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To St. Lucia and Back

To St. Lucia and Back

• Four American flights (via Miami) all with excellent service, and not one flight attendant under 40, several over 50. One tells us she has been flying for the airline for 32 years.

• I love to watch people as they walk to the rear of the plane. On each flight, at least four smirking guys (never women) say while glancing into the cockpit, “I hope there are no laptops in there!!” (referring to the Northwest pilots’ overshooting Minneapolis).

• My colleagues from Germany and Australia required over an hour to get through customs returning to Miami, and I’m embarrassed for my country. (We got through in 8 minutes.)

• In St. Lucia, you slide your passport and forms through a tiny slot (reminiscent of the East German booths at checkpoints I crossed in 1963), and the immigration officer talks to you through a microphone behind glass. But there is nothing on the sides or behind the officer, and you could reach right around if you chose to! Sort of like the Wizard of Oz.

• We encounter a TSA woman returning to Boston, who has on latex gloves and a surgical mask, and demands that I open our passports to the photo page, at which point she finally takes it to examine our identification. I found her absolutely detestable, everything I hate about bureaucracy and officiousness.

• Every single person in St. Lucia with whom we interacted was courteous, pleasant, and helpful.

• The setting of our suite at Ladera Resort was one of the top ten we’ve ever had, and that includes 58 countries and 49 states.

• Seeing a moray eel was amazingly cool, but given that it was living where you’d expect it to, it was probably much less surprising than the stag grazing a few yards beyond our front gate last night as we drove to dinner.

• The Four Seasons in Miami, where we spent a night on the way down and the way back, has beautiful rooms, views, and service. But charging $15 for Internet access is not something I’d do if I owned the chain.

• Joe Kennedy II, his wife, and an aid sat in front of us flying back to Boston. He was very pleasant, but acted as if he’d never been in an airplane before (had to be told to shut off his electronic stuff, to get his belongings off the bulkhead floor, and so on).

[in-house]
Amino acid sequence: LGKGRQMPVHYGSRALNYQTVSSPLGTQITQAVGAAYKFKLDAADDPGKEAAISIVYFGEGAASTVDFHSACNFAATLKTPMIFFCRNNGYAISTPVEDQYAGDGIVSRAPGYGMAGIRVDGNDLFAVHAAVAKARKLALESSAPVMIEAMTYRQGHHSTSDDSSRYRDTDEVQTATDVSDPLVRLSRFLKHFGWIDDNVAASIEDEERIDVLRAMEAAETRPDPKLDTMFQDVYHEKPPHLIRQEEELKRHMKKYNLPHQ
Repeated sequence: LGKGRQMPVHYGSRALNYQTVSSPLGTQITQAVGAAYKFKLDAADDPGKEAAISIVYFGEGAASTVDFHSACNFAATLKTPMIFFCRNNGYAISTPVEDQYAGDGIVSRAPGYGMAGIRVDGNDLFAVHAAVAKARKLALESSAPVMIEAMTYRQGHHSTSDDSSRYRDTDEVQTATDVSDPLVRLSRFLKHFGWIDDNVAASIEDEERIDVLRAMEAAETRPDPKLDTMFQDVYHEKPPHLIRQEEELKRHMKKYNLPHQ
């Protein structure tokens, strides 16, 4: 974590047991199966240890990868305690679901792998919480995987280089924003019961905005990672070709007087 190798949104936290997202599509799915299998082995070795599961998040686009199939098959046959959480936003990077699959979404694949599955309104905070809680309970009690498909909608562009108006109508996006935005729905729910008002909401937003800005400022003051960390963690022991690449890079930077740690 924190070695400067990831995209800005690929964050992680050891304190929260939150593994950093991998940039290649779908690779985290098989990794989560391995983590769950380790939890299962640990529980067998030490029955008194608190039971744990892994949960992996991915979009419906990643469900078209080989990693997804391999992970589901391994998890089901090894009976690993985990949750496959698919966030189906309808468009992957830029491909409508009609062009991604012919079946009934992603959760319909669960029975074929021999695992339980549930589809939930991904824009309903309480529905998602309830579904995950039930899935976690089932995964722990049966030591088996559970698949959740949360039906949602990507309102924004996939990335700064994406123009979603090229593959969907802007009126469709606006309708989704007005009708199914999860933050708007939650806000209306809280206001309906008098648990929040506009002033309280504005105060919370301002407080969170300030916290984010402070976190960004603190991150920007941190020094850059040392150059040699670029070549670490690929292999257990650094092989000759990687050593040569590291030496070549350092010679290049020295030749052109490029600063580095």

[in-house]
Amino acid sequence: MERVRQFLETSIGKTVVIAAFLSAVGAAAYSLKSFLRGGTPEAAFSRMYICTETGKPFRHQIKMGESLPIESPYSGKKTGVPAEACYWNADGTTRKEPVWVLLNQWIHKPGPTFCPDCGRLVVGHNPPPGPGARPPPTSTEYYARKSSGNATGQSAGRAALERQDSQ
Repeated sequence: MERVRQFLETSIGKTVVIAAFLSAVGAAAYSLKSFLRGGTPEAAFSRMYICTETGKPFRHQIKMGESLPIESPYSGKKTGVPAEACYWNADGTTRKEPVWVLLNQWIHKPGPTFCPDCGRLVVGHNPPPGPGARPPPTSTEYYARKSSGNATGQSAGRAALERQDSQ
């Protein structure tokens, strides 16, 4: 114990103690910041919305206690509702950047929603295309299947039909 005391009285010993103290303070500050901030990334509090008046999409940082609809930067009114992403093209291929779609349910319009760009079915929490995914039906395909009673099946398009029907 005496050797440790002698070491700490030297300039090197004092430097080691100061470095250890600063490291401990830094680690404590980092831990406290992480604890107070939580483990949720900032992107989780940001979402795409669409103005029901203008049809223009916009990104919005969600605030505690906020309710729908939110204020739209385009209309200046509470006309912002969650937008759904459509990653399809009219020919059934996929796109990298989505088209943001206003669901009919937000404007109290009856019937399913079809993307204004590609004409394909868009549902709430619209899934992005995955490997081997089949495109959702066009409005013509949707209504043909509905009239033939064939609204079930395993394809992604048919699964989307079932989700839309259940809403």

• Living without TV for a week was no problem, but probably because we recorded all the programs we generally watch! (I didn’t miss the news, amazingly, and never read a newspaper since there weren’t any. My only concession was to keep track of stocks and email on my lap top. Ironically, they don’t charge for Internet access at the Ladera Resort in St. Lucia!)

• Barricading the front aisle and stationing a flight attendant there every time the pilot or first officer uses the lavatory is so silly that I scarcely know where to begin with it.

• You haven’t lived until you’re serenaded to sleep by tree frogs.

© Alan Weiss 2009. All rights reserved.

Written by

Alan Weiss is a consultant, speaker, and author of over 60 books. His consulting firm, Summit Consulting Group, Inc., has attracted clients from over 500 leading organizations around the world.

Comments: 3

  • Guido Quelle

    November 9, 2009

    Great insights, Alan. May I add some observations?
    – a pilot who has the courage to say “we have to taxi back to the gate,” just before entering the runway when he doesn’t manage to run the right engine (what happened to us) earns applause (what didn’t happen) rather than complains about the delay (what happened)
    – you can forecast the outcome of a conversation while regarding the faces of a pilot and a mechanist who are discussing outside of an aircraft even when you don’t hear something or you don’t speak their language.
    – an employee at an airline club who didn’t let you in with a Priority Pass, a Lufthansa Senator Card, or an Amex Platinum appears as an idiot when her colleague says “Of course. With an Amex Platinum you are a member.”
    – American did a great job on four flights (in five machines.)
    – there are – roughly estimated – a kizillion differences between a Delta First Class domestic flight and a Singapore First Class international flight.
    – I didn’t know that the question of overweigh baggage could be answered differently depending on a tip.
    – the St Lucia guys must have taken the Swiss imigration cabins, but only the front half.
    – 28 hrs of net flight time in one week plus a significant amount of lounge hours lead to a number of books read, teleconference recordings listened to, hours slept and ideas written down.
    – there is no reason to believe ground staff who says “We book your luggage to the next flight,” or “in 95 percent they manage to transfer the luggage to the other flight.”
    – there is no reason to believe a desk clerk who says, after your baggage hasn’t arrived at the airport, “Normally we deliver your delayed baggage to your home address within 24 hrs.”
    – we miss the tree frogs.

  • Alan Weiss

    November 9, 2009

    American was smack on time for four flights, with an edible meal and very gracious service, two flight attendants assigned to first class. I gave away four American “reward” coupons which some of us carry, which is not all that common!

    I’m not sure about “courage” when I’m sitting on that plane myself as the pilot, way up there in the nose!!

  • Guido Quelle

    November 10, 2009

    Yes, American was very good. Delta served us crisps in First. Thank you.

    The pilot could have tried harder, longer, more often, whatever. But he tried, failed, decided and got back to the gate. Some passengers were not amused. We were glad that he made this fast decision – for our safety and for rescheduling reasons.

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